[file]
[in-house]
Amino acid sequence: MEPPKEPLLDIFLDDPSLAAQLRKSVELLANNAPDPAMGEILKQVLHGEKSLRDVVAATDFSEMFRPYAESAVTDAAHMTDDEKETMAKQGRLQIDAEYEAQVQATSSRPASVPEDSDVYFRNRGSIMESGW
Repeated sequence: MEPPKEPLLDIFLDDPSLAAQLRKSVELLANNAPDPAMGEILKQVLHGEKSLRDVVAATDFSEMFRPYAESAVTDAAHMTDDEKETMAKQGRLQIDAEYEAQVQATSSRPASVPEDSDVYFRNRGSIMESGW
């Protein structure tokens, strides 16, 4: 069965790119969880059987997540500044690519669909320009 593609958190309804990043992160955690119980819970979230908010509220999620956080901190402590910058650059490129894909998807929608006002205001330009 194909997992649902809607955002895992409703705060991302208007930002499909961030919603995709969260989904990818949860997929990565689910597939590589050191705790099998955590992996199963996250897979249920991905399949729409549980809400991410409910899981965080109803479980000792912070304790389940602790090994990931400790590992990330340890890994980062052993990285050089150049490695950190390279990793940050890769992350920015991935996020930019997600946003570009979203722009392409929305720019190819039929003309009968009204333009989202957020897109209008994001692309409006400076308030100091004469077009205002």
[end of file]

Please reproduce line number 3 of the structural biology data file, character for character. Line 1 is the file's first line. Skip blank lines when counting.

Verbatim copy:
Repeated sequence: MEPPKEPLLDIFLDDPSLAAQLRKSVELLANNAPDPAMGEILKQVLHGEKSLRDVVAATDFSEMFRPYAESAVTDAAHMTDDEKETMAKQGRLQIDAEYEAQVQATSSRPASVPEDSDVYFRNRGSIMESGW